What You Should Know About Real Estate Agent Commissions
Many people aren’t really sure how commissions work when it comes to real estate. So here’s what you should know about real estate agent commissions.
It is customary on a residential real estate transaction for the seller to pay the commissions for the Listing Brokerage firm. The Listing Brokerage firm is the one representing the seller. Then the Listing Brokerage pays a co-op commission to the Selling Brokerage firm (representing the buyer). The terms of this are clearly written in the Listing Contract that you will sign with the Listing Brokerage firm and the Listing Agent. The co-op commission is one of the many fields shown in the Multiple Listing Service (MLS) but may not be visible to the general public.
Expectations may be different and REALTORS® are sensitive to their adherence to uphold ethical standards, as well as laws against price fixing and collusion, but commissions are typically six percent. This is normally split three percent to the Listing Brokerage, and three percent to the Selling Brokerage. The Title Company disburses the commissions at closing and pays the Listing Brokerage firm. Then the Listing Brokerage firm simultaneously pays the co-op commission to the Selling Brokerage firm, and then the Selling Brokerage agent. The brokerages take their percentage (usually 1/3 of the earned commission), and then the remaining 2/3 goes to the seller’s agent and the buyer’s agent (then the IRS gets their 1/3).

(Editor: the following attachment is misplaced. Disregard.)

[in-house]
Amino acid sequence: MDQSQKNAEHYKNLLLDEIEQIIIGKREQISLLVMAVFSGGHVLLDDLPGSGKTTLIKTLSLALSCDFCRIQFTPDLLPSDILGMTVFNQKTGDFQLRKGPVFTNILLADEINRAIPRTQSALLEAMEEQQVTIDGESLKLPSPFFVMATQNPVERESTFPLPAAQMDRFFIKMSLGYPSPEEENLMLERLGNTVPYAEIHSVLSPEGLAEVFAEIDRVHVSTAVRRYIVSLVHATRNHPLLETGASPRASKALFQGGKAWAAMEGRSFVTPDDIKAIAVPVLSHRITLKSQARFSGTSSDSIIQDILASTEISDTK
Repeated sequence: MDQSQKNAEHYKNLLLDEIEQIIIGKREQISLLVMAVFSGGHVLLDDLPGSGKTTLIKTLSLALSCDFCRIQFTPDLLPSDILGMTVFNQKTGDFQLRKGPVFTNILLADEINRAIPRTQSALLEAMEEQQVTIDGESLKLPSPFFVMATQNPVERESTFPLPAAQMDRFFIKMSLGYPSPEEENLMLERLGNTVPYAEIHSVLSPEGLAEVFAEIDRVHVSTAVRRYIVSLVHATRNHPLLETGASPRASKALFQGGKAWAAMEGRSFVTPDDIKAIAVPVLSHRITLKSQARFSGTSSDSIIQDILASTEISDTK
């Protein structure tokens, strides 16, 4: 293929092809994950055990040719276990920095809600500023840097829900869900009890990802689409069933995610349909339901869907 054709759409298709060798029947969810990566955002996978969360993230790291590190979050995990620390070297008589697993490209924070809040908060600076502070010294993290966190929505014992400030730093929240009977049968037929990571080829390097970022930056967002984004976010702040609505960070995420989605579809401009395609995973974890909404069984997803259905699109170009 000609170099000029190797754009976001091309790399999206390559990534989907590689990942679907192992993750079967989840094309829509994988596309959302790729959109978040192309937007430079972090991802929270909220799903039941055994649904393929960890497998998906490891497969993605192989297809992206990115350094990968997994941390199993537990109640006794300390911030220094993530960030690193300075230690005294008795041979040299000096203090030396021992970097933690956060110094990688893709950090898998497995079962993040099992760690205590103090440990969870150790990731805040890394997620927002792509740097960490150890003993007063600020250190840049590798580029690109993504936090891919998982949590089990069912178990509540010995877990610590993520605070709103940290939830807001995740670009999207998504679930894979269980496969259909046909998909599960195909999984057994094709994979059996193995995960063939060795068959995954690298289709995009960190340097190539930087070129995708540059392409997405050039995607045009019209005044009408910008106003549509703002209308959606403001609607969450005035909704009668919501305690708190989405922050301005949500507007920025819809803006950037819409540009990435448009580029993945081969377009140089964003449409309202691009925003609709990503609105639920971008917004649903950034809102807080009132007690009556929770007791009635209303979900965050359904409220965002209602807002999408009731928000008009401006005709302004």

Commissions Are Negotiable
What you should know about real estate agent commissions is that they are negotiable. However, that doesn’t mean it’s a good idea to negotiate. Some sellers believe they will benefit by negotiating a reduced commission with the listing agent. The reality is the listing agent and the selling agent will be splitting the total commission. The selling agent is the cooperating agent who brings the buyer. Given the opportunity to choose, there are some agents who may decide not to show your home over others because they see a reduced commission rate in the MLS.
A variable commission is a reduced commission if your agent brings the buyer. Similarly to negotiating this is a way to reduce the commissions paid. The reality is you are hiring your agent to market, list and sell your home. You want your agent to bring buyers to your home for showings and hopefully submit an offer. You do not want to disincentivize your agent from bringing buyers to your home. There is typically a “variable commission” field in the MLS, and this may discourage other agents from showing your home. Because if their buyer submits an offer and the listing agent’s buyer submits an identical offer, you will take the listing agent’s buyer offer because it will result in a larger net to you. So what you should know about real estate agent commissions is that variable commission is not always a good idea!
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Coldwell Banker Mountain Properties